Metacognitive awareness refers to students’ understanding and beliefs of how they think and learn as well as the strategies they can use to complete specific tasks. When students do not have executive function strategies, they lack an understanding of the way they learn best, their belief in their ability to succeed suffers, and they are unmotivated to put forth effort. When students know what strategies they need to be successful, they learn more about their personal strengths and challenges, which improves their belief in their abilities and motivates them to put in more effort, particularly for challenging tasks.

How can you promote metacognition for your students?

  • Caitlin Vanderberg, M.Ed., SMARTS Associate

*Shelly Levy is the Director of SMARTS Training and an Educational Specialist at The Research Institute for Learning and Development in Lexington, MA. She has been in the field of special education for over 30 years.

SMARTS Executive Function Curriculum:

Research Institute for Learning and Development:

The Institute for Learning and Development:

College Learning Differences parent perspective

Parent Perspective: Is It Time to Worry Yet?

My favorite literary father, Atticus Finch, tells his daughter, “It’s not time to worry yet.” Notice, he doesn’t say “don’t worry.” Instead, he counsels to only worry when there’s a valid reason.

For parents of a student with learning differences, anxiety is valid. The worry can be used to motivate action that will help a student, assuming it is not overwhelming (which it can be, understandably).

When a student struggles with reading, math, or executive function skills, schools often say “wait and see.” It’s a call for inaction. Wait and see is almost always bad advice.

When my daughter didn’t pass a reading assessment several years in a row, everyone said, “Don’t worry, she just needs more time.” After many years of unnecessary struggle, I learned that she is dyslexic.

What she needed was understanding and different instruction. Without that support and understanding, she developed severe anxiety and depression(link opens in new tab/window) at too young of an age. Waiting was educationally and emotionally damaging. I should have worried sooner.

Now in high school, my daughter still struggles every day. She manages to pull good grades so nobody seems worried. But I think I’d better start worrying that she’s not learning how she learns, not being prepared for college in a way that will work for her. And I’d better start worrying about helping her find a college that will accept her literally and figuratively.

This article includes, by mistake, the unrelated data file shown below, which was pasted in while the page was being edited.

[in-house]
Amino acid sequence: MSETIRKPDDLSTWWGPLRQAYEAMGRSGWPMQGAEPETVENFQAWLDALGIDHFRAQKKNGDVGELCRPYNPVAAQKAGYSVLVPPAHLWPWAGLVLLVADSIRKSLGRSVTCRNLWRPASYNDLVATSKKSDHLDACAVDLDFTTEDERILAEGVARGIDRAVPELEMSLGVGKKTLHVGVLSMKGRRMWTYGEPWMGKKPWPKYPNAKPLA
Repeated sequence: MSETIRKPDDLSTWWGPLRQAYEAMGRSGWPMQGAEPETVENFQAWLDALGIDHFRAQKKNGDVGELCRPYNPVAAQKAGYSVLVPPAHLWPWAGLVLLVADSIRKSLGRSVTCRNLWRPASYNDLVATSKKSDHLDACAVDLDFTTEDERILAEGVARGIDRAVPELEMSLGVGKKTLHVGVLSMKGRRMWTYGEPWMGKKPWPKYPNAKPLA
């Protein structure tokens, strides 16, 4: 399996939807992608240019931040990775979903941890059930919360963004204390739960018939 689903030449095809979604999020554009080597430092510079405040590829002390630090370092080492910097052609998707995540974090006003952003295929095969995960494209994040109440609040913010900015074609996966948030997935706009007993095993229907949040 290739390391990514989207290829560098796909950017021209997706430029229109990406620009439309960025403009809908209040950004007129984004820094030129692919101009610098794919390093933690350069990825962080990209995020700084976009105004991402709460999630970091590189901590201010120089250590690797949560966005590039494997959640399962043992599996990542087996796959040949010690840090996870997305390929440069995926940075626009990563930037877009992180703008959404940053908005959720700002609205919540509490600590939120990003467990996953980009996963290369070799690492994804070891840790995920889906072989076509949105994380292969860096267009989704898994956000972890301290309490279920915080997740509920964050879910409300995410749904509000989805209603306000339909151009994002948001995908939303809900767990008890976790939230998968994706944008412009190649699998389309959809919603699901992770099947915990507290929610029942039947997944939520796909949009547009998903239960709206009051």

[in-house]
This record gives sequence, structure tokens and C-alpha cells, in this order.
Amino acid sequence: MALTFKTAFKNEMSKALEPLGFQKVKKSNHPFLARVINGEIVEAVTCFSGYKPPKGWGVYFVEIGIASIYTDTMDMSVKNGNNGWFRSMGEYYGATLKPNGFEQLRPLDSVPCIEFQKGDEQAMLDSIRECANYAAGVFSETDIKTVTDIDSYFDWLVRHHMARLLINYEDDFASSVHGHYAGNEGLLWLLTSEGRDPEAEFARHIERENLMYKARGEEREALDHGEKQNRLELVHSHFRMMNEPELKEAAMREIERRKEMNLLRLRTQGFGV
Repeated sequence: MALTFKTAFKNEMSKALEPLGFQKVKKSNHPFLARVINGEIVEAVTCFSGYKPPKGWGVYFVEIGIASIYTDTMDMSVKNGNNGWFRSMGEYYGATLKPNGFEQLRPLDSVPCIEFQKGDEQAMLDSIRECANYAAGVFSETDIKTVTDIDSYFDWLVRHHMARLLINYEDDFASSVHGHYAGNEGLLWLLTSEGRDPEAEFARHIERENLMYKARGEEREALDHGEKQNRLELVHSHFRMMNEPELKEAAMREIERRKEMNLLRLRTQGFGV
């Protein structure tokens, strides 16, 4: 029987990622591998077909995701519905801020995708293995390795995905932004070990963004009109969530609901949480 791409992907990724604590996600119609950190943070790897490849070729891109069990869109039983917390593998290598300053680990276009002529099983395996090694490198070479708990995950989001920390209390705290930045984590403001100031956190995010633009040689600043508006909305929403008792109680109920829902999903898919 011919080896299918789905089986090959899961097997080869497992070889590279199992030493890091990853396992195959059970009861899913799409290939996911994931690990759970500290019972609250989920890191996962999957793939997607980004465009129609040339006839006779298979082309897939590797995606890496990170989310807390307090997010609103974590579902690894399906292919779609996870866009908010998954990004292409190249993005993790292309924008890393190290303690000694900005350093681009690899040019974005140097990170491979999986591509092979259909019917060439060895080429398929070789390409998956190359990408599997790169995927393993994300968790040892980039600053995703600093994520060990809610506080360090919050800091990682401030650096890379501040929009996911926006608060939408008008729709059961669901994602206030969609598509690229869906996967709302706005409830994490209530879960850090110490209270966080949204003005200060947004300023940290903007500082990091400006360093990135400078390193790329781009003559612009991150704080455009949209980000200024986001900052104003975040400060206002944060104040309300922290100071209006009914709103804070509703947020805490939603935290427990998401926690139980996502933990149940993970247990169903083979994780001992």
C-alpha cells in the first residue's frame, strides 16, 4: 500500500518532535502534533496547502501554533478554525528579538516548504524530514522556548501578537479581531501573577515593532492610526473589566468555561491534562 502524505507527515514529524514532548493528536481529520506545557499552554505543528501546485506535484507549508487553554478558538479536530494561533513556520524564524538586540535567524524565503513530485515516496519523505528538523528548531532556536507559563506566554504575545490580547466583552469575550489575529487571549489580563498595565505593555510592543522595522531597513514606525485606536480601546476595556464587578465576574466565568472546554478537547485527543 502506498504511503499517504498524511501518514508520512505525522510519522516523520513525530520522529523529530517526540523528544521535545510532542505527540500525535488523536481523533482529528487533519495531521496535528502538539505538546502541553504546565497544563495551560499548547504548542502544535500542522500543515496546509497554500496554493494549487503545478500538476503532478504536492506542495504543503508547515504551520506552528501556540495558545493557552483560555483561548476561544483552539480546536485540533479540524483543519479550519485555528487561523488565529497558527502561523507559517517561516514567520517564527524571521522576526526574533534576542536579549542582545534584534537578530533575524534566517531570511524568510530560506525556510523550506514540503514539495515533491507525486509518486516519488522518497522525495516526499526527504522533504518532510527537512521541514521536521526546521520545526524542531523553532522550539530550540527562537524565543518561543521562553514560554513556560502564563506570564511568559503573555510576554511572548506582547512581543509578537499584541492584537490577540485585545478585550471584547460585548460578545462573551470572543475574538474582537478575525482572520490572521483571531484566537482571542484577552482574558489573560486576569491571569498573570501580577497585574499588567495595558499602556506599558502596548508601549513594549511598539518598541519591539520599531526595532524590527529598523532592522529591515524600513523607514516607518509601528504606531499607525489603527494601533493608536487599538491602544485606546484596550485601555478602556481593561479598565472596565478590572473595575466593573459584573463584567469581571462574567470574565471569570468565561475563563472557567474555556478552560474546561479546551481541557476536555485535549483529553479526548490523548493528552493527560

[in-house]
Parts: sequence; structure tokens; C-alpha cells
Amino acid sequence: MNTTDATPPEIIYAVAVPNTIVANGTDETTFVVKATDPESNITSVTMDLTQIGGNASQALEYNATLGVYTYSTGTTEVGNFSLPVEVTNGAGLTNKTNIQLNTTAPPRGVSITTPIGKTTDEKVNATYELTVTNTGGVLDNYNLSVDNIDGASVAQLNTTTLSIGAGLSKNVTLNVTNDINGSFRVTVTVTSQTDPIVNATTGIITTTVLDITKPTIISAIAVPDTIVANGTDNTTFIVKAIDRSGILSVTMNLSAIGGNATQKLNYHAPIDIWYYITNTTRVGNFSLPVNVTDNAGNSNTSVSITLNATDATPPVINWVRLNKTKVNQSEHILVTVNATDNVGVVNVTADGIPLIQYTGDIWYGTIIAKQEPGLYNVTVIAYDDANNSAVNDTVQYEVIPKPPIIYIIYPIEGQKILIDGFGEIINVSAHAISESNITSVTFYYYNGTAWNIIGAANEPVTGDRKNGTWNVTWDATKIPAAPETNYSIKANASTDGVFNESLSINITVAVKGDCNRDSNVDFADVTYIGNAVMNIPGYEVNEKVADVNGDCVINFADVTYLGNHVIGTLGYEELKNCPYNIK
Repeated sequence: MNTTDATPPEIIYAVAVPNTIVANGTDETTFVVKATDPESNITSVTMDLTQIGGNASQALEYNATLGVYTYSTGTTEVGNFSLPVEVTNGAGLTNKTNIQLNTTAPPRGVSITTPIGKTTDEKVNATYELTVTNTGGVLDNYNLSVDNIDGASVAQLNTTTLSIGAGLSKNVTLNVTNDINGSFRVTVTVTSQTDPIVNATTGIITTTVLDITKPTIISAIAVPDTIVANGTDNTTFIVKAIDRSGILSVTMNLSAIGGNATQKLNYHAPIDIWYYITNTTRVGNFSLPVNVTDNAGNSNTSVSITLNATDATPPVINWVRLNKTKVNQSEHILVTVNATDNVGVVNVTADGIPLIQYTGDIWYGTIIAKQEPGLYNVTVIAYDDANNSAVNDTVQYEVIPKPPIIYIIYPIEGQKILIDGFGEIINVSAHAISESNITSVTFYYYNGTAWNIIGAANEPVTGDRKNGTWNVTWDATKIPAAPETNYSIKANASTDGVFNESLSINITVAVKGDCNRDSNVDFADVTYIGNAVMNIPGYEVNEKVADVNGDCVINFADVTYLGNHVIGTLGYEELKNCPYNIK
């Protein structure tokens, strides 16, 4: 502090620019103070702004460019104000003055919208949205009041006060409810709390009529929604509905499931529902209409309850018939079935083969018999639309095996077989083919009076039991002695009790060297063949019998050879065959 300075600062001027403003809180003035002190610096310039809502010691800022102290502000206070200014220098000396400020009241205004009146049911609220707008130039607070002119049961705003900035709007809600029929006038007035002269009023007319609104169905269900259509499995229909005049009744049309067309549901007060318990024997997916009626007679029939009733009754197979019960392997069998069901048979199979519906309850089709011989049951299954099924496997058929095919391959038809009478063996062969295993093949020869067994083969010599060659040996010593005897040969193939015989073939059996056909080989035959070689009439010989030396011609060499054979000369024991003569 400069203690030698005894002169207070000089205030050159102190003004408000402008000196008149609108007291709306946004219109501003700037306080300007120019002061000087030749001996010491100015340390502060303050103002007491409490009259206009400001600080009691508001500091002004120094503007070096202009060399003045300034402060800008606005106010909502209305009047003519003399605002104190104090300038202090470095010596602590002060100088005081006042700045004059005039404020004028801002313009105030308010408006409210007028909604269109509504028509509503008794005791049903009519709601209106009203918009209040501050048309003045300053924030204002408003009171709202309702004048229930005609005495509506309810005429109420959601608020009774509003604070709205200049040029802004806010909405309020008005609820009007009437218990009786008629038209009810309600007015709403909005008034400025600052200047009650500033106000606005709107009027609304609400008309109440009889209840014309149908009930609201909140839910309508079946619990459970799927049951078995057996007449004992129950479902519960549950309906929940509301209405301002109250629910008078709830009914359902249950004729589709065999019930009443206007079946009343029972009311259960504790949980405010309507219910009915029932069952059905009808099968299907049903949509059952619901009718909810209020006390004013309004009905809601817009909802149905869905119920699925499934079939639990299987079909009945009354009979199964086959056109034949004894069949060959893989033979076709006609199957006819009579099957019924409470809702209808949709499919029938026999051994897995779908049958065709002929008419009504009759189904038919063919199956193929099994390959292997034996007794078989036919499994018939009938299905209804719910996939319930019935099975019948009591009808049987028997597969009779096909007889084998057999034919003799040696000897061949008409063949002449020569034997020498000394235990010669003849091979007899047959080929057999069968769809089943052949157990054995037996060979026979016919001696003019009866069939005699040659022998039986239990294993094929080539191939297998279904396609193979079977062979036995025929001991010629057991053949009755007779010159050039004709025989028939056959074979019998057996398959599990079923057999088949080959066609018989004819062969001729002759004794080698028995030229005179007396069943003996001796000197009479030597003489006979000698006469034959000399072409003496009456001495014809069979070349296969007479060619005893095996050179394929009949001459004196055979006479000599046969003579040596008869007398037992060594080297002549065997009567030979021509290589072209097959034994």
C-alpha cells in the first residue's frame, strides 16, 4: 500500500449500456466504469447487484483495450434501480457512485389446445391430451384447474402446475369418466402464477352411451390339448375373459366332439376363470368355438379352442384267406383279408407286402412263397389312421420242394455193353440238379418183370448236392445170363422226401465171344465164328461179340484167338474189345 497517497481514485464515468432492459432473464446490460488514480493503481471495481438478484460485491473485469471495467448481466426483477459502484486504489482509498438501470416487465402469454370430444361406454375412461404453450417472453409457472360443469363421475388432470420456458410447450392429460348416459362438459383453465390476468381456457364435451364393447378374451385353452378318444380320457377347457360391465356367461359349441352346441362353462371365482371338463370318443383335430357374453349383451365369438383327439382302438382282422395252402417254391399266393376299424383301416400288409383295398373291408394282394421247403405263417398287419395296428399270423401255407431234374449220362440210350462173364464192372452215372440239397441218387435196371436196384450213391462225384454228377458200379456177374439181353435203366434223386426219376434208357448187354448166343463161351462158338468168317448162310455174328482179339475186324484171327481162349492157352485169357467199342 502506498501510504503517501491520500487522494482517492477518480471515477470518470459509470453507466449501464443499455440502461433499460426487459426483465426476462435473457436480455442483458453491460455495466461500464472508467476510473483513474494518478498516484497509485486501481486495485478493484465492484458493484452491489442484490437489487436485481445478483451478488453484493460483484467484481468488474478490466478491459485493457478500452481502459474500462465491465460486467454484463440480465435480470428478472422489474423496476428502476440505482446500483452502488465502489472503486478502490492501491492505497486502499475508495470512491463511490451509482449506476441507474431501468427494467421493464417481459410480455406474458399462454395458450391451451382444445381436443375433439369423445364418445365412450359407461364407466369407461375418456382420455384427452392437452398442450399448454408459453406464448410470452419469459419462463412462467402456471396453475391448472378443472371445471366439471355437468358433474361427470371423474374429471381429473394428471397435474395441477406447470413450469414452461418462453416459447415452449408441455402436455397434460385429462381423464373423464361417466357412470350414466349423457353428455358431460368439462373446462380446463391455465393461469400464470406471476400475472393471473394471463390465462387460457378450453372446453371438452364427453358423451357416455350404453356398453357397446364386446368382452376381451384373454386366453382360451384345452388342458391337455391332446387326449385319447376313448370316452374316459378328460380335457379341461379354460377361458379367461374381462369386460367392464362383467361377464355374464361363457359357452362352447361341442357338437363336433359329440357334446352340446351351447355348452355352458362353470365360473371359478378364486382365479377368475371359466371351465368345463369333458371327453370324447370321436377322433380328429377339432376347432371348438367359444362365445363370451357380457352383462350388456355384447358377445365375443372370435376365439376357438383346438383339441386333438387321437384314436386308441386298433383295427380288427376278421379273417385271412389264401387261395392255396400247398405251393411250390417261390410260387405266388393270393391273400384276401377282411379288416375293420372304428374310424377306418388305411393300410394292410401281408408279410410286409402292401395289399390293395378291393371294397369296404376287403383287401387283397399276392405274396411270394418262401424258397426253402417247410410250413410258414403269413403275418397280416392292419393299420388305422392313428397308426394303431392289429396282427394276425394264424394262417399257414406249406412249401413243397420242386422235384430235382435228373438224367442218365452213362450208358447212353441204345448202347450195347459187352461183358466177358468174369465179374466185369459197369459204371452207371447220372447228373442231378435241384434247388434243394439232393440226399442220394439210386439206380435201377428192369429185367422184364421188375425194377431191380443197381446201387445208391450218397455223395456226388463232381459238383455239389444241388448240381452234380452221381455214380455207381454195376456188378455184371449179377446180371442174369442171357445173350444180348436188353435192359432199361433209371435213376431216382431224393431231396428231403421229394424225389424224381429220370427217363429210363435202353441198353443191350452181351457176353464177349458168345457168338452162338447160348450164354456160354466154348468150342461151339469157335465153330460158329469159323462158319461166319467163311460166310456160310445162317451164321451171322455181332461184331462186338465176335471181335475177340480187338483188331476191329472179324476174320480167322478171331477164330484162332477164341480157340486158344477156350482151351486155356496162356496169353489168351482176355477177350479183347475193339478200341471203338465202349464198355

“Don’t worry,” the college counselors say. “She’ll get in somewhere. Wait and see.” I’m sure that’s good advice for most kids, but nothing in my daughter’s educational experience has just magically worked out by waiting and seeing. It’s been hard work, motivated by worry.

Hopefully, it’s not paralyzing, but if you have kids with learning differences, it’s always time to worry.

  • Parent of LD High School Student
ADHD Dyslexia Learning Differences Student Perspective

Fixing a Broken Model, Part 2

This student-authored post is part of a series that highlights student perspectives around learning and executive function in the classroom. You can read part 1 of this post here

An article written in the National Library of Medicine says that when dyslexic students are misunderstood, it “leads to a struggle with the teacher, with the parents and with themselves. The result can be a child deemed to be ‘incorrigible,’ a judgment which can further traumatize the individual.” As a student, I’ve always been annoyed by these misconceptions. Throughout my education, my annoyance led to frustration, my frustration led to anger, and my anger led to despair.

A Broken Model

The current educational system is not working, as it is not acknowledging everybody’s differences. The education system needs to be modernized; schools have been using the same model for decades. Most traditional school practices are outdated, not preparing students for modern life. In the words of Sir Kenneth Robinson, an educator known for working to revitalize the education system, “reforming is no use anymore, because that is simply reforming a broken model.”


Schools need to work with their students to foster individualism. They need to create a place where students are able to explore what they want to learn in a way that they can learn it. Everybody has different strengths and weaknesses, so why are we torturing people by penalizing them for having weaknesses?

One of the easiest ways teachers can create a productive classroom environment is to engage with students and ask them how they feel. Making sure students feel comfortable interacting with their teacher and advocating for themselves is crucial. But it’s even more important that the teacher uses that information to help a student. If a student is struggling and has a solution, their teachers need to do everything in their power to make sure the student gets what they need.